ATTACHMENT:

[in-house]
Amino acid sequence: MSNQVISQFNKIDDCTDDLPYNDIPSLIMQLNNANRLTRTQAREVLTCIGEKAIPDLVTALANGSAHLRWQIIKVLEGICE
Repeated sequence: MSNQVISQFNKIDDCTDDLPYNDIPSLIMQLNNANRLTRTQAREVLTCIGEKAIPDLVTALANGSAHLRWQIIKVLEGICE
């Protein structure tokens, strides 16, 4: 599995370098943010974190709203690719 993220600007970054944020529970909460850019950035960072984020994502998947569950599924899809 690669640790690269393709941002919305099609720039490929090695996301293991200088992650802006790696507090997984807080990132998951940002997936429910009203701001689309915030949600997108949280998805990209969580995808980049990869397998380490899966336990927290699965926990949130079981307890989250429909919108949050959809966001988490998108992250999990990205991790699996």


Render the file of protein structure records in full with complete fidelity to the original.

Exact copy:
[in-house]
Amino acid sequence: MSNQVISQFNKIDDCTDDLPYNDIPSLIMQLNNANRLTRTQAREVLTCIGEKAIPDLVTALANGSAHLRWQIIKVLEGICE
Repeated sequence: MSNQVISQFNKIDDCTDDLPYNDIPSLIMQLNNANRLTRTQAREVLTCIGEKAIPDLVTALANGSAHLRWQIIKVLEGICE
């Protein structure tokens, strides 16, 4: 599995370098943010974190709203690719 993220600007970054944020529970909460850019950035960072984020994502998947569950599924899809 690669640790690269393709941002919305099609720039490929090695996301293991200088992650802006790696507090997984807080990132998951940002997936429910009203701001689309915030949600997108949280998805990209969580995808980049990869397998380490899966336990927290699965926990949130079981307890989250429909919108949050959809966001988490998108992250999990990205991790699996």